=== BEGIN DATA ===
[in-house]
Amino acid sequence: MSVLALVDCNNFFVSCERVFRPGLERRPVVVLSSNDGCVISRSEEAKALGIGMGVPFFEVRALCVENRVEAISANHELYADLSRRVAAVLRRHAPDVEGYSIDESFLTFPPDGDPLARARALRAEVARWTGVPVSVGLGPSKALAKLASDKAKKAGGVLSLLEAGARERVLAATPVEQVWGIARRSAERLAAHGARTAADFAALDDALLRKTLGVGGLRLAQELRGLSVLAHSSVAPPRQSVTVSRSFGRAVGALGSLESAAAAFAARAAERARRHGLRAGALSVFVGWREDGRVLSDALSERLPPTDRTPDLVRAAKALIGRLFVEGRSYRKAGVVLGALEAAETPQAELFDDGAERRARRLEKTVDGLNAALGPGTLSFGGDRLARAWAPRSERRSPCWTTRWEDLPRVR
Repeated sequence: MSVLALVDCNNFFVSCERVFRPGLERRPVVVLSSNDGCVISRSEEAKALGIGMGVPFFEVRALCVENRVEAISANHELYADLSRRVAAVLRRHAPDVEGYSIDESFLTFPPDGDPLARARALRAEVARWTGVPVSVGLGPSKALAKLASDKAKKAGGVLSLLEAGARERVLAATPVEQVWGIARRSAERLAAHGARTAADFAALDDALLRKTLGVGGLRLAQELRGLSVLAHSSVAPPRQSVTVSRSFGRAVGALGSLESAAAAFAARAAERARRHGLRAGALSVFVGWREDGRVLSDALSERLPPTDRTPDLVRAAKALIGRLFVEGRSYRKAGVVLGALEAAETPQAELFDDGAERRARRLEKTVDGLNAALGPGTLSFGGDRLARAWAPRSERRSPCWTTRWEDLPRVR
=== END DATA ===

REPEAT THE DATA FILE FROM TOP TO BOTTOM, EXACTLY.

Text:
[in-house]
Amino acid sequence: MSVLALVDCNNFFVSCERVFRPGLERRPVVVLSSNDGCVISRSEEAKALGIGMGVPFFEVRALCVENRVEAISANHELYADLSRRVAAVLRRHAPDVEGYSIDESFLTFPPDGDPLARARALRAEVARWTGVPVSVGLGPSKALAKLASDKAKKAGGVLSLLEAGARERVLAATPVEQVWGIARRSAERLAAHGARTAADFAALDDALLRKTLGVGGLRLAQELRGLSVLAHSSVAPPRQSVTVSRSFGRAVGALGSLESAAAAFAARAAERARRHGLRAGALSVFVGWREDGRVLSDALSERLPPTDRTPDLVRAAKALIGRLFVEGRSYRKAGVVLGALEAAETPQAELFDDGAERRARRLEKTVDGLNAALGPGTLSFGGDRLARAWAPRSERRSPCWTTRWEDLPRVR
Repeated sequence: MSVLALVDCNNFFVSCERVFRPGLERRPVVVLSSNDGCVISRSEEAKALGIGMGVPFFEVRALCVENRVEAISANHELYADLSRRVAAVLRRHAPDVEGYSIDESFLTFPPDGDPLARARALRAEVARWTGVPVSVGLGPSKALAKLASDKAKKAGGVLSLLEAGARERVLAATPVEQVWGIARRSAERLAAHGARTAADFAALDDALLRKTLGVGGLRLAQELRGLSVLAHSSVAPPRQSVTVSRSFGRAVGALGSLESAAAAFAARAAERARRHGLRAGALSVFVGWREDGRVLSDALSERLPPTDRTPDLVRAAKALIGRLFVEGRSYRKAGVVLGALEAAETPQAELFDDGAERRARRLEKTVDGLNAALGPGTLSFGGDRLARAWAPRSERRSPCWTTRWEDLPRVR